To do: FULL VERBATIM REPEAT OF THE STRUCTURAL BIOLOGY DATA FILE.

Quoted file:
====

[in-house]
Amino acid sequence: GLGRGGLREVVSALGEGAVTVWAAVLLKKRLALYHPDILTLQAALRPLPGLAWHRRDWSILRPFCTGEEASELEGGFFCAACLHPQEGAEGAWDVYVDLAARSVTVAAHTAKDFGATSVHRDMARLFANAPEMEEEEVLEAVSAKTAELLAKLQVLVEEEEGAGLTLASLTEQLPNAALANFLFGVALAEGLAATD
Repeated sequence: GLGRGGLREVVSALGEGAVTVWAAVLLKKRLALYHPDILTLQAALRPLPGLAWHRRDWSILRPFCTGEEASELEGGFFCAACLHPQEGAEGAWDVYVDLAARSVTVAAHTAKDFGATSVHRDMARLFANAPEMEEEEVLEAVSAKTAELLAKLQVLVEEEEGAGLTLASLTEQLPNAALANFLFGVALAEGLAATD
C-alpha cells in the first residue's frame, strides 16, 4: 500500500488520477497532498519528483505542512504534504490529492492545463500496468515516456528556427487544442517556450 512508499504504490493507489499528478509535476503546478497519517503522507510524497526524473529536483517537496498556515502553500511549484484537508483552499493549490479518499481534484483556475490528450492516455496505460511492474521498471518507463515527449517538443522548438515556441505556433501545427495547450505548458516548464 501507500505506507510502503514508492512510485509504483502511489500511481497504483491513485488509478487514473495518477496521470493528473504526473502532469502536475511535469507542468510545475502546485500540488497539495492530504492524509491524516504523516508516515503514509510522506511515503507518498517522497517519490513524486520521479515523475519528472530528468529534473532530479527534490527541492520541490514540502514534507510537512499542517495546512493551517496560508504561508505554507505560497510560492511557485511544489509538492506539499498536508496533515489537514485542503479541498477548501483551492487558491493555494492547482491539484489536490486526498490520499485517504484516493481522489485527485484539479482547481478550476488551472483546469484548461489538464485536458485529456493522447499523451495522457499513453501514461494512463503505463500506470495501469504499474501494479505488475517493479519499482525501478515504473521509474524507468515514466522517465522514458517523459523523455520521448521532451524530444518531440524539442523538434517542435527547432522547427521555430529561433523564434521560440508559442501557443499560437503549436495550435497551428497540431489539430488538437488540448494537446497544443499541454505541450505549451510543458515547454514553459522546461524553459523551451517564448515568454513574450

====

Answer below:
[in-house]
Amino acid sequence: GLGRGGLREVVSALGEGAVTVWAAVLLKKRLALYHPDILTLQAALRPLPGLAWHRRDWSILRPFCTGEEASELEGGFFCAACLHPQEGAEGAWDVYVDLAARSVTVAAHTAKDFGATSVHRDMARLFANAPEMEEEEVLEAVSAKTAELLAKLQVLVEEEEGAGLTLASLTEQLPNAALANFLFGVALAEGLAATD
Repeated sequence: GLGRGGLREVVSALGEGAVTVWAAVLLKKRLALYHPDILTLQAALRPLPGLAWHRRDWSILRPFCTGEEASELEGGFFCAACLHPQEGAEGAWDVYVDLAARSVTVAAHTAKDFGATSVHRDMARLFANAPEMEEEEVLEAVSAKTAELLAKLQVLVEEEEGAGLTLASLTEQLPNAALANFLFGVALAEGLAATD
C-alpha cells in the first residue's frame, strides 16, 4: 500500500488520477497532498519528483505542512504534504490529492492545463500496468515516456528556427487544442517556450 512508499504504490493507489499528478509535476503546478497519517503522507510524497526524473529536483517537496498556515502553500511549484484537508483552499493549490479518499481534484483556475490528450492516455496505460511492474521498471518507463515527449517538443522548438515556441505556433501545427495547450505548458516548464 501507500505506507510502503514508492512510485509504483502511489500511481497504483491513485488509478487514473495518477496521470493528473504526473502532469502536475511535469507542468510545475502546485500540488497539495492530504492524509491524516504523516508516515503514509510522506511515503507518498517522497517519490513524486520521479515523475519528472530528468529534473532530479527534490527541492520541490514540502514534507510537512499542517495546512493551517496560508504561508505554507505560497510560492511557485511544489509538492506539499498536508496533515489537514485542503479541498477548501483551492487558491493555494492547482491539484489536490486526498490520499485517504484516493481522489485527485484539479482547481478550476488551472483546469484548461489538464485536458485529456493522447499523451495522457499513453501514461494512463503505463500506470495501469504499474501494479505488475517493479519499482525501478515504473521509474524507468515514466522517465522514458517523459523523455520521448521532451524530444518531440524539442523538434517542435527547432522547427521555430529561433523564434521560440508559442501557443499560437503549436495550435497551428497540431489539430488538437488540448494537446497544443499541454505541450505549451510543458515547454514553459522546461524553459523551451517564448515568454513574450